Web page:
Comparison of reminder methods in selected adolescents with records in an immunization registry

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Abstract

Purpose The aim of this study was to assess the effectiveness and cost efficiency of three reminder/recall methods for improving adolescent vaccination rates using the San Diego Immunization Registry. Methods Parents of 5,050 adolescents whose records indicated they lacked one or more adolescent vaccines were identified from the San Diego Immunization Registry and contacted by telephone. Based on their preference, consenting participants were enrolled to receive either postal mail (n = 282), e-mail (n = 963), or text (n = 552) reminders for vaccination. The intervention groups were sent a series of up to three reminders. The vaccination completion rate was compared between the intervention groups and two control groups-the enrollment phone call-only group who declined to participate and a no contact group-using logistic regression. Results The participants who received any reminder were more likely (24.6% vs. 12.4%; p <.001) to become up-to-date (UTD) than those in the enrollment phone call-only group. At the conclusion of the study observation, UTD status was reached by 32.1% of text message recipients, 23.0% of postcard recipients, and 20.8% of e-mail recipients compared to 12.4% for the enrollment phone call recipients. Only 9.7% of nonintervention adolescents became UTD. Conclusions All three reminder interventions were effective in improving adolescent vaccination rates. Although postal mail reminders were preferred by most participants, text messaging and e-mail were the more effective reminder methods. Text messaging and e-mail as reminder methods for receiving vaccinations should be considered for use to boost vaccination completion among adolescents.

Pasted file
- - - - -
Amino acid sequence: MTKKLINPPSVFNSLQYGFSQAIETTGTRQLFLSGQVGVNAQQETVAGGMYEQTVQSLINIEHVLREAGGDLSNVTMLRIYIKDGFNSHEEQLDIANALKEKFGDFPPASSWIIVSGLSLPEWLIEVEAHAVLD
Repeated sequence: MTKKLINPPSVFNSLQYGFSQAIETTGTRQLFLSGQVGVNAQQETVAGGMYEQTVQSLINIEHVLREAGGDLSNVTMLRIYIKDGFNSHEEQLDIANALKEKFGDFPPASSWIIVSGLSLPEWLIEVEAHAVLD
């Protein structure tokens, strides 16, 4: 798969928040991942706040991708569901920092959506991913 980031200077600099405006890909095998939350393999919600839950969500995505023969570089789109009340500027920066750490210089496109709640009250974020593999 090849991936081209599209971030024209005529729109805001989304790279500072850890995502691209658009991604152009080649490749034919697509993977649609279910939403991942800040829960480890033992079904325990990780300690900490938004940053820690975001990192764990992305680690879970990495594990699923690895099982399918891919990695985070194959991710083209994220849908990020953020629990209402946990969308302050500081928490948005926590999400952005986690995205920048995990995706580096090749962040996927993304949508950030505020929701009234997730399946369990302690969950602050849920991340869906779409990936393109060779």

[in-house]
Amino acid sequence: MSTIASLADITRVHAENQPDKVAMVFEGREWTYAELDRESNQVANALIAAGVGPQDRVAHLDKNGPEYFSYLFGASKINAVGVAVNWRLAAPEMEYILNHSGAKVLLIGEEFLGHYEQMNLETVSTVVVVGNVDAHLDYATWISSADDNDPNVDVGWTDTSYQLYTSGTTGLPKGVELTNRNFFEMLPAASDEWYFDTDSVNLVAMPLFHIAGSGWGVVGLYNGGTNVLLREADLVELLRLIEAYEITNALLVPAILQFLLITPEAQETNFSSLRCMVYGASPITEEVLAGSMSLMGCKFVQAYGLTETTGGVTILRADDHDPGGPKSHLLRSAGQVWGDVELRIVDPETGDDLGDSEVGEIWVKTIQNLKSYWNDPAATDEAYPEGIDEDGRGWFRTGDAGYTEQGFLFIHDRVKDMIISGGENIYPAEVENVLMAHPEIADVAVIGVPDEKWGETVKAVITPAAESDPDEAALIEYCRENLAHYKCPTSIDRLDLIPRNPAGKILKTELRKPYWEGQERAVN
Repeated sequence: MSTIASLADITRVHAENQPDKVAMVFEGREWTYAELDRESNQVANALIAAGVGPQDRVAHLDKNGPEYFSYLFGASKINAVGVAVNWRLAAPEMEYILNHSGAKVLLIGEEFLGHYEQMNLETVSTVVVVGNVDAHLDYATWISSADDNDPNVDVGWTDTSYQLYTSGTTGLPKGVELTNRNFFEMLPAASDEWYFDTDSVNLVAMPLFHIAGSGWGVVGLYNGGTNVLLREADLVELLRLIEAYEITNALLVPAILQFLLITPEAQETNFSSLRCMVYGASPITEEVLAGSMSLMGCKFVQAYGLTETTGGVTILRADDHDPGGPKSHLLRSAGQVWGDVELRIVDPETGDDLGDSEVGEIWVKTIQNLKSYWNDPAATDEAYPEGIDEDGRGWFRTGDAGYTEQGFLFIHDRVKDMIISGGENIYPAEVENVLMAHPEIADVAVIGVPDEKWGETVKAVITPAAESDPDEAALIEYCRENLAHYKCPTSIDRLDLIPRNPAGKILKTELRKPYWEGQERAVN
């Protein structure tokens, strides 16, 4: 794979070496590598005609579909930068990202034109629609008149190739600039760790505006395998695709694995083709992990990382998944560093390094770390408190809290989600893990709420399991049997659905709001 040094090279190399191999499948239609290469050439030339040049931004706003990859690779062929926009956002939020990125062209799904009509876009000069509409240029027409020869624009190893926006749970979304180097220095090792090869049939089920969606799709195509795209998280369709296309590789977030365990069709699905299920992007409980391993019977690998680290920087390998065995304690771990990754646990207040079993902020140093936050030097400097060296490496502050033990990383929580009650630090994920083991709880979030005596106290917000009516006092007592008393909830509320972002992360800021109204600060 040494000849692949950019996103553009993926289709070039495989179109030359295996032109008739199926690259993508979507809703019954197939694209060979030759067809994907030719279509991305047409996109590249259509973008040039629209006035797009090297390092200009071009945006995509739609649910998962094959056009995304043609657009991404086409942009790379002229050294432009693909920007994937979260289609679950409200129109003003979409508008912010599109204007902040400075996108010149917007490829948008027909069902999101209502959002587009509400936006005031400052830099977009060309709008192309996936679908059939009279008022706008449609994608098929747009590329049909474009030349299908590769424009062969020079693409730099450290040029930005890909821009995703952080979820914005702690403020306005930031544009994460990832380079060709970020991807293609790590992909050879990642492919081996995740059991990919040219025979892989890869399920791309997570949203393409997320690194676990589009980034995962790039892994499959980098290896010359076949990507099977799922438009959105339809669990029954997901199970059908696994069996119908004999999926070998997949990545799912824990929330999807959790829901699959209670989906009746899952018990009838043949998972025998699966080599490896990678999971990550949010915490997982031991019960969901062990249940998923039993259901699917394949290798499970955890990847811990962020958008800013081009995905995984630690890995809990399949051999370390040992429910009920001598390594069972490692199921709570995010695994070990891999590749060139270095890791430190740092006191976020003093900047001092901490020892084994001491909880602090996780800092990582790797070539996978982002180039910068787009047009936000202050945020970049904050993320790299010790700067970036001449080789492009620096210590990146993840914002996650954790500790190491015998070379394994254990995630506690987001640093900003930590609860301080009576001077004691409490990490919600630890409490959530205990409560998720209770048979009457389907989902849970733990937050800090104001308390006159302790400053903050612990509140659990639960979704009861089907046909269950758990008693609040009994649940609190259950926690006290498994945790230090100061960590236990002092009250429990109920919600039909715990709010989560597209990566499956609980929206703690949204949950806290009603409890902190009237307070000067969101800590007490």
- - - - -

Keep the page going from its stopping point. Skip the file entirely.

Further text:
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APA

Morris, J., Wang, W., Wang, L., Peddecord, K. M., & Sawyer, M. H. (2015). Comparison of reminder methods in selected adolescents with records in an immunization registry. Journal of Adolescent Health, 56(5), S27–S32. https://doi.org/10.1016/j.jadohealth.2015.01.010

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